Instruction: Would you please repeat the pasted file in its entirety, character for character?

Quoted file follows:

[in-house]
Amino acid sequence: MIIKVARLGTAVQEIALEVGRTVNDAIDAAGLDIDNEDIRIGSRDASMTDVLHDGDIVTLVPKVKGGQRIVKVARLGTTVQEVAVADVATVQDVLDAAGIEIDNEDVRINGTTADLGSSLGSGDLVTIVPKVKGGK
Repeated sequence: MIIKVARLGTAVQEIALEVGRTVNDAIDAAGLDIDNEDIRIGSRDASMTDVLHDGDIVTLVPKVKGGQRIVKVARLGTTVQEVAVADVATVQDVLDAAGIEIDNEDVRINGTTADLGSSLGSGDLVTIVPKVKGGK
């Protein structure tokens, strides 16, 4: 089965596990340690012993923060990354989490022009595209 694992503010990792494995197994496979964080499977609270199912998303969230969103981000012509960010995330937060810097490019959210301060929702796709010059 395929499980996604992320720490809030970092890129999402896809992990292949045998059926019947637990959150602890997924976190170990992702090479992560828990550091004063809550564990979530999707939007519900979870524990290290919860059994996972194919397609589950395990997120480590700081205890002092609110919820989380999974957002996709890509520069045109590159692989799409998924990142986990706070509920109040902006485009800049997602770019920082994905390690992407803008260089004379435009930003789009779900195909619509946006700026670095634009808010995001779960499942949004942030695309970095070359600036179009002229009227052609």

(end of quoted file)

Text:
[in-house]
Amino acid sequence: MIIKVARLGTAVQEIALEVGRTVNDAIDAAGLDIDNEDIRIGSRDASMTDVLHDGDIVTLVPKVKGGQRIVKVARLGTTVQEVAVADVATVQDVLDAAGIEIDNEDVRINGTTADLGSSLGSGDLVTIVPKVKGGK
Repeated sequence: MIIKVARLGTAVQEIALEVGRTVNDAIDAAGLDIDNEDIRIGSRDASMTDVLHDGDIVTLVPKVKGGQRIVKVARLGTTVQEVAVADVATVQDVLDAAGIEIDNEDVRINGTTADLGSSLGSGDLVTIVPKVKGGK
């Protein structure tokens, strides 16, 4: 089965596990340690012993923060990354989490022009595209 694992503010990792494995197994496979964080499977609270199912998303969230969103981000012509960010995330937060810097490019959210301060929702796709010059 395929499980996604992320720490809030970092890129999402896809992990292949045998059926019947637990959150602890997924976190170990992702090479992560828990550091004063809550564990979530999707939007519900979870524990290290919860059994996972194919397609589950395990997120480590700081205890002092609110919820989380999974957002996709890509520069045109590159692989799409998924990142986990706070509920109040902006485009800049997602770019920082994905390690992407803008260089004379435009930003789009779900195909619509946006700026670095634009808010995001779960499942949004942030695309970095070359600036179009002229009227052609």